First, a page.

Baffari E, Fiume D, Caiazzo G, Sinistro A, Natoli S, et al. Upregulation of the inhibitory receptor ILT4 in monocytes from septic patients. Hum Immunol. 2013;74:1244–50.
Baudhuin J, Migraine J, Faivre V, Loumagne L, Lukaszewicz AC, et al. Exocytosis acts as a modulator of the ILT4-mediated inhibition of neutrophil functions. Proc Natl Acad Sci U S A. 2013;110:17957–62.
Takai T. Paired immunoglobulin-like receptors and their MHC class I recognition. Immunology. 2005;115:433–40.
Rittirsch D, Huber-Lang MS, Flierl MA, Ward PA. Immunodesign of experimental sepsis by cecal ligation and puncture. Nat Protoc. 2009;4:31–6.
Ziegler-Heitbrock L, Ancuta P, Crowe S, Dalod M, Grau V, et al. Nomenclature of monocytes and dendritic cells in blood. Blood. 2010;116:e74–80.
Auffray C, Sieweke MH, Geissmann F. Blood monocytes: development, heterogeneity, and relationship with dendritic cells. Annu Rev Immunol. 2009;27:669–92.
Geissmann F, Jung S, Littman DR. Blood monocytes consist of two principal subsets with distinct migratory properties. Immunity. 2003;19:71–82.
Pinheiro da Silva F, Aloulou M, Skurnik D, Benhamou M, Andremont A, et al. CD16 promotes Escherichia coli sepsis through an FcR gamma inhibitory pathway that prevents phagocytosis and facilitates inflammation. Nat Med. 2007;13:1368–74.
Gomez HG, Gonzalez SM, Londono JM, Hoyos NA, Nino CD, et al. Immunological characterization of compensatory anti-inflammatory response syndrome in patients with severe sepsis: a longitudinal study*. Crit Care Med. 2014;42:771–80.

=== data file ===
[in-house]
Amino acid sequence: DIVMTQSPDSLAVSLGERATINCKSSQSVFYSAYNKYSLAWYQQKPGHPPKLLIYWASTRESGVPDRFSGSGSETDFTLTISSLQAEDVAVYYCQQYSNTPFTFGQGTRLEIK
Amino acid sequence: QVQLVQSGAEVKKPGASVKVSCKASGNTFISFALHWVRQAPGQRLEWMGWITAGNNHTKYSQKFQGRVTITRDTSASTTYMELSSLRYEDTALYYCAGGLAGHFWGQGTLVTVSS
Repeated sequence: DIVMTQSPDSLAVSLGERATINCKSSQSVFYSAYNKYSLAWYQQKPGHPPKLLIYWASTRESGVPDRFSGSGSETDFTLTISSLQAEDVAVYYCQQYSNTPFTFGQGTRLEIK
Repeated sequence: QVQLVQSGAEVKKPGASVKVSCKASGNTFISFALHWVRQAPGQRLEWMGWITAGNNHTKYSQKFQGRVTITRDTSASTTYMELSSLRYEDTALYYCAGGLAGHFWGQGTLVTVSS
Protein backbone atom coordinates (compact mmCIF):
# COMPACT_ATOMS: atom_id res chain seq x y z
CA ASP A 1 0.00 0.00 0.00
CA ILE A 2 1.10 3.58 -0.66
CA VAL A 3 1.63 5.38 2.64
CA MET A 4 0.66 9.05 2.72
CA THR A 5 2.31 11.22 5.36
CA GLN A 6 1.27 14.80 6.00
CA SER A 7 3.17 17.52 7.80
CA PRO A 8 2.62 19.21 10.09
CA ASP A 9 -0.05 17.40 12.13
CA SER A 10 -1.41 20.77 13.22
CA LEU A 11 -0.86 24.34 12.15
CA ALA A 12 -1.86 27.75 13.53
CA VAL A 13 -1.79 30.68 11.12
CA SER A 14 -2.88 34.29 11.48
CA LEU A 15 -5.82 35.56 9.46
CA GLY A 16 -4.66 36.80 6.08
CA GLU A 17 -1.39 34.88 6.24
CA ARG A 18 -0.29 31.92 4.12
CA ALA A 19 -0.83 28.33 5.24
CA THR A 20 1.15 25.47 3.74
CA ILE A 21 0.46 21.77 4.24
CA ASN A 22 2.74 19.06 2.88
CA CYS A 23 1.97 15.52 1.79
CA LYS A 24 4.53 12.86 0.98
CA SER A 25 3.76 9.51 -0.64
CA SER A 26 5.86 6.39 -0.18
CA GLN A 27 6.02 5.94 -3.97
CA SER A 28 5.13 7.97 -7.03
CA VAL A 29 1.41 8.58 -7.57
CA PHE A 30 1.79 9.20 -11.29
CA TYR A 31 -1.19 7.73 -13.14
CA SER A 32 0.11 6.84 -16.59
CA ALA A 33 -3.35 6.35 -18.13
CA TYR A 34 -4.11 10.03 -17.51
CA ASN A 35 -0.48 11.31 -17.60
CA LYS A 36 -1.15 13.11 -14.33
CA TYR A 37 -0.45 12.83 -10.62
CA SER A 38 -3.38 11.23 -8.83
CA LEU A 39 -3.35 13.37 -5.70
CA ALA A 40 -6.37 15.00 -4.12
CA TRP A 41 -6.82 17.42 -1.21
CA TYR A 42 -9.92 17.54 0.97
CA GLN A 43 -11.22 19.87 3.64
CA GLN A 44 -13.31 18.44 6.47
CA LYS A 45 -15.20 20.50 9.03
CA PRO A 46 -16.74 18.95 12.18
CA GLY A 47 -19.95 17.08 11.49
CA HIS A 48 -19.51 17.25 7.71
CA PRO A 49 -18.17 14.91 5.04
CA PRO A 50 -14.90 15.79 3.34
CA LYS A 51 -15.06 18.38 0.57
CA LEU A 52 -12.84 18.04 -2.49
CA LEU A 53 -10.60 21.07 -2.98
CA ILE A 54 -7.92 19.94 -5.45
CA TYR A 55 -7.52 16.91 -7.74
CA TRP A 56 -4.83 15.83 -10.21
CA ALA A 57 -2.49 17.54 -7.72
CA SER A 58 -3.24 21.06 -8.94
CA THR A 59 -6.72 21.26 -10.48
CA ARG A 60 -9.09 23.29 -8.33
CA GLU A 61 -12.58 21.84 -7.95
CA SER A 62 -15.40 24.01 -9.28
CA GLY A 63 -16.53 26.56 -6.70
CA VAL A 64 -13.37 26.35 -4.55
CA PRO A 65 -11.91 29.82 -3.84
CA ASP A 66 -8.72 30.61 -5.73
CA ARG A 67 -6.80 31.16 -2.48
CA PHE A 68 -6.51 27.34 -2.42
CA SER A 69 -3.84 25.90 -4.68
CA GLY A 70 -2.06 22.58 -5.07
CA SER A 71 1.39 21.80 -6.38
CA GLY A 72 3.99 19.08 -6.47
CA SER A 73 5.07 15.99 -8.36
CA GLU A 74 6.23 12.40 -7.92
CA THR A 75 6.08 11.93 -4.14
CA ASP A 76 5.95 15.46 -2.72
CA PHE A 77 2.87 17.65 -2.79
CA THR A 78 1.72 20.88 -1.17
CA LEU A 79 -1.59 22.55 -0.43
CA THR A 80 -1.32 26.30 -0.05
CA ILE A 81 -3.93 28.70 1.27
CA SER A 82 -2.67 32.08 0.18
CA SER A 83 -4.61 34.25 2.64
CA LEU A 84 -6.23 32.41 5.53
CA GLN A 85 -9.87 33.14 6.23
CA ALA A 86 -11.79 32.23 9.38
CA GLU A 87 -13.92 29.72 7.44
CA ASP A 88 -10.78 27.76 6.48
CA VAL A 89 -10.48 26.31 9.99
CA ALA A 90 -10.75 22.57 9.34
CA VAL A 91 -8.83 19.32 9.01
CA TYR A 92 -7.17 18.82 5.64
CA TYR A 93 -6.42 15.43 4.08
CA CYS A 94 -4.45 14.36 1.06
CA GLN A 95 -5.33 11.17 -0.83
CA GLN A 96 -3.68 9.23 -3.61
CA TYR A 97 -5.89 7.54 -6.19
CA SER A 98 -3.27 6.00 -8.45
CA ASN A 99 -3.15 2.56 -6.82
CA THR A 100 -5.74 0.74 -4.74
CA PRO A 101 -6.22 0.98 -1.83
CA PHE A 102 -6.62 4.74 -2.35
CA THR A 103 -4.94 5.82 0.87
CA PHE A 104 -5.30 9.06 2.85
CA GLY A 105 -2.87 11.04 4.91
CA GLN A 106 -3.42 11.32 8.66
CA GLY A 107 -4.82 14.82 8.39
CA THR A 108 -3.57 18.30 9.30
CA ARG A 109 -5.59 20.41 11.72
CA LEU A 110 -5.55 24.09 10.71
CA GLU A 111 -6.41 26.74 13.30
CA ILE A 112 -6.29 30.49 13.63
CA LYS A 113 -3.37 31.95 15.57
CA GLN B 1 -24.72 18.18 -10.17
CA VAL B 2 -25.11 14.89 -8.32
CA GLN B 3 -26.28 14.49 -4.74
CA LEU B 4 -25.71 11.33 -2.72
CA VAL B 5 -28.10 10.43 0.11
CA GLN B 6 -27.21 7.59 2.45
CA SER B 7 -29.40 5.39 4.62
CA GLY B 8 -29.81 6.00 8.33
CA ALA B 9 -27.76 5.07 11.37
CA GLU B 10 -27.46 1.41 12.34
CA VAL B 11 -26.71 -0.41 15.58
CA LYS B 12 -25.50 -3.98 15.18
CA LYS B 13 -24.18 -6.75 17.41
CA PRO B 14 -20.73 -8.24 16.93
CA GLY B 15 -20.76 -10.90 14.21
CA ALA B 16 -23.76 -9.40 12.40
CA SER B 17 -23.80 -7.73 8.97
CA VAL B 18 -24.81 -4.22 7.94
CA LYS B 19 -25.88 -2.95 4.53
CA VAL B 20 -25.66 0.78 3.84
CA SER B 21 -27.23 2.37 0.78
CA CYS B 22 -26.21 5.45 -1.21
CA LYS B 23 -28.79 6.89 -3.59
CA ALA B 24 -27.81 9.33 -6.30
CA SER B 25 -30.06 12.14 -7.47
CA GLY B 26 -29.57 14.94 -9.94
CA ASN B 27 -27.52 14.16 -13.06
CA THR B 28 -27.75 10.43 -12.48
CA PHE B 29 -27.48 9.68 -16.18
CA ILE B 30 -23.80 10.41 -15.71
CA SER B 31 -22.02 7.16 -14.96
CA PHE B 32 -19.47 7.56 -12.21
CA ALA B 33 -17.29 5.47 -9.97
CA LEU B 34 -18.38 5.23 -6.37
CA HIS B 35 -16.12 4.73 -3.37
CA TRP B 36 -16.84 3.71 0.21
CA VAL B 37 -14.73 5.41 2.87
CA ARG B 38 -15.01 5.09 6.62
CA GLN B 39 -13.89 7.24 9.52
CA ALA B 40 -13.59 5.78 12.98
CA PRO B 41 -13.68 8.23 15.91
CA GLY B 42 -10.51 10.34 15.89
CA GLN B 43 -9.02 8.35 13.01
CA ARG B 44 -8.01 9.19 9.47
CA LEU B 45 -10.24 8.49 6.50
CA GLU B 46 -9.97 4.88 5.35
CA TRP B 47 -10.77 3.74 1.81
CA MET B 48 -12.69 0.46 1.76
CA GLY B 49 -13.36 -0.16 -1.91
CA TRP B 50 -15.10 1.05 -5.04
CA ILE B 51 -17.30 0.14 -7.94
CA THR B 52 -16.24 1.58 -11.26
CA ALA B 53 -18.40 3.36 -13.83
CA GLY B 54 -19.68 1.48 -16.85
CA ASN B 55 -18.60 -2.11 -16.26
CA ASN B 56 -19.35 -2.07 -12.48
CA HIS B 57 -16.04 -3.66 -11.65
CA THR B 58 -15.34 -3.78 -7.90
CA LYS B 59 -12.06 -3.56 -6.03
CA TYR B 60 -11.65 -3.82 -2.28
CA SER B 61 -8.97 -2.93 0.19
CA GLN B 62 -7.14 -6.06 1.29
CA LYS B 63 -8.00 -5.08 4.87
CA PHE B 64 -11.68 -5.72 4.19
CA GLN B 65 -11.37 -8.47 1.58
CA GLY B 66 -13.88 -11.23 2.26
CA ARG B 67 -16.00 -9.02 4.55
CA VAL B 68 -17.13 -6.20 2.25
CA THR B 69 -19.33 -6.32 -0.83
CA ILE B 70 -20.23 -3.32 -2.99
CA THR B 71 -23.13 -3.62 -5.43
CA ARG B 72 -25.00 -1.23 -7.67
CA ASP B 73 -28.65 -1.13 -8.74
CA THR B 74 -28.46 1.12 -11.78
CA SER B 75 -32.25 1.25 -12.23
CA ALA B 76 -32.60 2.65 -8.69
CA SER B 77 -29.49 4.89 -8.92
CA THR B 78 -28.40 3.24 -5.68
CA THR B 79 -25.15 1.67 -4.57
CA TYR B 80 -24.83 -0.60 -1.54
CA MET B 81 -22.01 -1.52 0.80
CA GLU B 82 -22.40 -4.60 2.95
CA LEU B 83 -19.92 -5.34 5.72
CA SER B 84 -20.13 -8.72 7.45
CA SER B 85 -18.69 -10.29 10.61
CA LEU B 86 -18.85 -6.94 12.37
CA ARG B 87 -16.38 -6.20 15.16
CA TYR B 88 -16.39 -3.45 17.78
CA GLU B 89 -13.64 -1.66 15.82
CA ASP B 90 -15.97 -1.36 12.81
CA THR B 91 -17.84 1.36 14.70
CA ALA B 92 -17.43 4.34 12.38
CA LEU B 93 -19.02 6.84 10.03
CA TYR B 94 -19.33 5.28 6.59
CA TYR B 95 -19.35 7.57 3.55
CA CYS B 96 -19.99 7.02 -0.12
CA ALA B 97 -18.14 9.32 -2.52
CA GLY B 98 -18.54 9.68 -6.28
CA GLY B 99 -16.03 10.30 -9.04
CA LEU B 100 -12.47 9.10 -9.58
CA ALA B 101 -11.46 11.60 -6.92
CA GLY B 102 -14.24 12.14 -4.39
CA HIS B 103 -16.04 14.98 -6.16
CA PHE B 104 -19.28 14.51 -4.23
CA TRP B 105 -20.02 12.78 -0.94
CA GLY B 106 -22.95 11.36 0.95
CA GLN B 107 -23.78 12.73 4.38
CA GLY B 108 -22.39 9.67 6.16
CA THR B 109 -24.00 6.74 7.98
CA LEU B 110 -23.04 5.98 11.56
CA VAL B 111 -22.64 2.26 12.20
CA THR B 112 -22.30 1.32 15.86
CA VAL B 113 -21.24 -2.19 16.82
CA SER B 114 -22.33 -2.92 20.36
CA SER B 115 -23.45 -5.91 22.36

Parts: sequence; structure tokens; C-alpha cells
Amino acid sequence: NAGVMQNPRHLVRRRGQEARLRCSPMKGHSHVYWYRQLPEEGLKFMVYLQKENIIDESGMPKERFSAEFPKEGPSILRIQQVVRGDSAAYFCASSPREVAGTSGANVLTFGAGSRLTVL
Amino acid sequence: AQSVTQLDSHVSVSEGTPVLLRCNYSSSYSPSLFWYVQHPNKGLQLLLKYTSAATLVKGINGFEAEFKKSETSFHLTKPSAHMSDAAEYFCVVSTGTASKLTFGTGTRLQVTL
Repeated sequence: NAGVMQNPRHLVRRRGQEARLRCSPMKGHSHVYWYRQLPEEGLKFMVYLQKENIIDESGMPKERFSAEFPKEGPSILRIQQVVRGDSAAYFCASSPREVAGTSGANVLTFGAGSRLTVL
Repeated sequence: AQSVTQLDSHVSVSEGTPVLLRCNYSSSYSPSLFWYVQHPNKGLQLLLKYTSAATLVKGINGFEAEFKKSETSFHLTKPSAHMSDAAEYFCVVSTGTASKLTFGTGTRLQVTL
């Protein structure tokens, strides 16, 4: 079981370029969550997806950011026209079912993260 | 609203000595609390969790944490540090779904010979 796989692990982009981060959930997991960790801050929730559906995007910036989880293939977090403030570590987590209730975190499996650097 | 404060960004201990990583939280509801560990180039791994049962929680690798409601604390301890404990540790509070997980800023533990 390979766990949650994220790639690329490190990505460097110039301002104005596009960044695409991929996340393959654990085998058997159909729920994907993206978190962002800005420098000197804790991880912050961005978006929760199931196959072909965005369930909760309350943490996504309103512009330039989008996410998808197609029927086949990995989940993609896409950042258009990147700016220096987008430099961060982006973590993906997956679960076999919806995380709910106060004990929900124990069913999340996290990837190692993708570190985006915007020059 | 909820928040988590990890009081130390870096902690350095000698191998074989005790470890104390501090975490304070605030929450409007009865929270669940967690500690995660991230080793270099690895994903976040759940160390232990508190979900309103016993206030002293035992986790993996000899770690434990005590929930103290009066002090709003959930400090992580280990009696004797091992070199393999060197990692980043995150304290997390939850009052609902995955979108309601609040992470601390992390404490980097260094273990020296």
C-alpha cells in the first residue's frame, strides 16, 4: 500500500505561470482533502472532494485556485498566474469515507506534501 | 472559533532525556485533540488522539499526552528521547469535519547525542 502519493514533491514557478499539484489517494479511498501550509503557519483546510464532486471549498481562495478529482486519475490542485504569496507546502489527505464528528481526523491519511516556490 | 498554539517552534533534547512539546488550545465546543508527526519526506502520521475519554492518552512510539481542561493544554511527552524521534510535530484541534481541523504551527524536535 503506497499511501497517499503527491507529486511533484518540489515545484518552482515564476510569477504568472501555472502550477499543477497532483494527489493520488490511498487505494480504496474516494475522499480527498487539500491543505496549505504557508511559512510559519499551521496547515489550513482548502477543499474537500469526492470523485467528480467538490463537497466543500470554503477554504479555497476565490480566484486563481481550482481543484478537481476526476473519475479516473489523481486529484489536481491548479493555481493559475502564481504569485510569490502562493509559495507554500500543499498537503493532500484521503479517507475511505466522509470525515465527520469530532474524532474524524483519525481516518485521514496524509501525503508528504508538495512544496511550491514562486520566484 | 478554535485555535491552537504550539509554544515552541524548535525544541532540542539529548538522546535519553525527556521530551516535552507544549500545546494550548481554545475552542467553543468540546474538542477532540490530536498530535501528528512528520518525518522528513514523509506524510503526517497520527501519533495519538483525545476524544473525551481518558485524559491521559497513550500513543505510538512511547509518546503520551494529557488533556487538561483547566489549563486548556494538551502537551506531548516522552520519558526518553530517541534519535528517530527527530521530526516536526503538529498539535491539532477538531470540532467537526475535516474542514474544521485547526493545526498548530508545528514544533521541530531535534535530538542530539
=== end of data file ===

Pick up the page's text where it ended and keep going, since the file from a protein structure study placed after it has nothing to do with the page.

Oberhoffer M, Karzai W, Meier-Hellmann A, Bogel D, Fassbinder J, et al. Sensitivity and specificity of various markers of inflammation for the prediction of tumor necrosis factor-alpha and interleukin-6 in patients with sepsis. Crit Care Med. 1999;27:1814–8.
Waage A, Halstensen A, Espevik T. Association between tumour necrosis factor in serum and fatal outcome in patients with meningococcal disease. Lancet. 1987;1:355–7.
Goldie AS, Fearon KC, Ross JA, Barclay GR, Jackson RE, et al. Natural cytokine antagonists and endogenous antiendotoxin core antibodies in sepsis syndrome. The Sepsis Intervention Group. JAMA. 1995;274:172–7.
Nakahira M, Ahn HJ, Park WR, Gao P, Tomura M, et al. Synergy of IL-12 and IL-18 for IFN-gamma gene expression: IL-12-induced STAT4 contributes to IFN-gamma promoter activation by up-regulating the binding activity of IL-18-induced activator protein 1. J Immunol. 2002;168:1146–53.
Su L, Zhou DY, Tang YQ, Wen Q, Bai T, et al. Clinical value of monitoring CD14+ monocyte human leukocyte antigen (locus) DR levels in the early stage of sepsis. Zhongguo Wei Zhong Bing Ji Jiu Yi Xue. 2006;18:677–9.
Lekkou A, Karakantza M, Mouzaki A, Kalfarentzos F, Gogos CA. Cytokine production and monocyte HLA-DR expression as predictors of outcome for patients with community-acquired severe infections. Clin Diagn Lab Immunol. 2004;11:161–7.
Kitamura H, Kamon H, Sawa S, Park SJ, Katunuma N, et al. IL-6-STAT3 controls intracellular MHC class II alphabeta dimer level through cathepsin S activity in dendritic cells. Immunity. 2005;23:491–502.
Availability of data and materials
The datasets used and analyzed during the current study are available from the corresponding author on reasonable request.
All experimental procedures were performed in compliance with the Biomedical Research standards of the Second Military Medical University (Shanghai, China) and approved by the Biomedical Research Ethics Committee of the Second Military Medical University.
Consent for publication
The authors declare that they have no competing interests.
Springer Nature remains neutral with regard to jurisdictional claims in published maps and institutional affiliations.
About this article
- Immunoglobulin-like transcript-4 (ILT4)
- Major histocompatibility complex class II molecules (MHC-II)
- Interleukin (IL)-6